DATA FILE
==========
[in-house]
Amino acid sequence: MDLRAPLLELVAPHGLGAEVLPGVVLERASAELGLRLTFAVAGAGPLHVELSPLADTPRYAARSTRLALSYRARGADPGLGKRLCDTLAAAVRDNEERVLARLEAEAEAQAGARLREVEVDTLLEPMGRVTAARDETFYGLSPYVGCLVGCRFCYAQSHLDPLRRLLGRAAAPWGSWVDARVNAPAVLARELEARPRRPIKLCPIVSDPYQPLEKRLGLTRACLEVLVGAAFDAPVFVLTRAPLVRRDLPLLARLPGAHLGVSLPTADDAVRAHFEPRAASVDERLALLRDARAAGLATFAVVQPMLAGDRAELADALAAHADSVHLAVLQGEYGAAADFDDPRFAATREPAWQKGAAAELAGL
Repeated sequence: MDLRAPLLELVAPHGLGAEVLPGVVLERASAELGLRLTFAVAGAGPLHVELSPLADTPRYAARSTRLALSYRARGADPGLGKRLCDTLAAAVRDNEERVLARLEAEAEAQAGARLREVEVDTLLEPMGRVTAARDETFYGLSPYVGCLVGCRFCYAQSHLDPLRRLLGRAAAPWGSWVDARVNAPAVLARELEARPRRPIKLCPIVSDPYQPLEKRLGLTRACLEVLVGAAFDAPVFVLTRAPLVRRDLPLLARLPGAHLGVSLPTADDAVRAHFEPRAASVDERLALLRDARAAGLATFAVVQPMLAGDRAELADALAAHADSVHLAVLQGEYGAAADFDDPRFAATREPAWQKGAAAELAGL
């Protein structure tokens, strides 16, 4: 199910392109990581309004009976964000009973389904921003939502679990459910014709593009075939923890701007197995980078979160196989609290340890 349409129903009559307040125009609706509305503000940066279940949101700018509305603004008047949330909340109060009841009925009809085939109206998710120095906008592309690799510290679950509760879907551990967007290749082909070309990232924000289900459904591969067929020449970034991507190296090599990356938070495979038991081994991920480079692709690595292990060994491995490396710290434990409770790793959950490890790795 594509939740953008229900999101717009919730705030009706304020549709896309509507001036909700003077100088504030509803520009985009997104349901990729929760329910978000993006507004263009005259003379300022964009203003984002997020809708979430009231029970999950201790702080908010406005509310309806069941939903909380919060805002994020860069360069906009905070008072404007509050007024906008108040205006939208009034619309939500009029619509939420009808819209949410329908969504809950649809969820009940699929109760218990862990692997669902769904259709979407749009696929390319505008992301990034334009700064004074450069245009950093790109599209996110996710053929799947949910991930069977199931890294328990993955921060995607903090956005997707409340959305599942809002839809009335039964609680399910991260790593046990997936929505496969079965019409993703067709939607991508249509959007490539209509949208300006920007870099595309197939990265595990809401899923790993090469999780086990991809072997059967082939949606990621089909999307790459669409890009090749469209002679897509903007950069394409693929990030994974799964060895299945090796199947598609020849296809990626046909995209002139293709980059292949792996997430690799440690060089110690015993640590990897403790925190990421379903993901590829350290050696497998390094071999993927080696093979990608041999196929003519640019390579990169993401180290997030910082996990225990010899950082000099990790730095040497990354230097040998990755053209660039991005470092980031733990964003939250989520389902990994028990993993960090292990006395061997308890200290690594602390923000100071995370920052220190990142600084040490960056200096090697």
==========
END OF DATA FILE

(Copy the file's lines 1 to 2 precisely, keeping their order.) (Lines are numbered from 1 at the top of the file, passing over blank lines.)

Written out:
[in-house]
Amino acid sequence: MDLRAPLLELVAPHGLGAEVLPGVVLERASAELGLRLTFAVAGAGPLHVELSPLADTPRYAARSTRLALSYRARGADPGLGKRLCDTLAAAVRDNEERVLARLEAEAEAQAGARLREVEVDTLLEPMGRVTAARDETFYGLSPYVGCLVGCRFCYAQSHLDPLRRLLGRAAAPWGSWVDARVNAPAVLARELEARPRRPIKLCPIVSDPYQPLEKRLGLTRACLEVLVGAAFDAPVFVLTRAPLVRRDLPLLARLPGAHLGVSLPTADDAVRAHFEPRAASVDERLALLRDARAAGLATFAVVQPMLAGDRAELADALAAHADSVHLAVLQGEYGAAADFDDPRFAATREPAWQKGAAAELAGL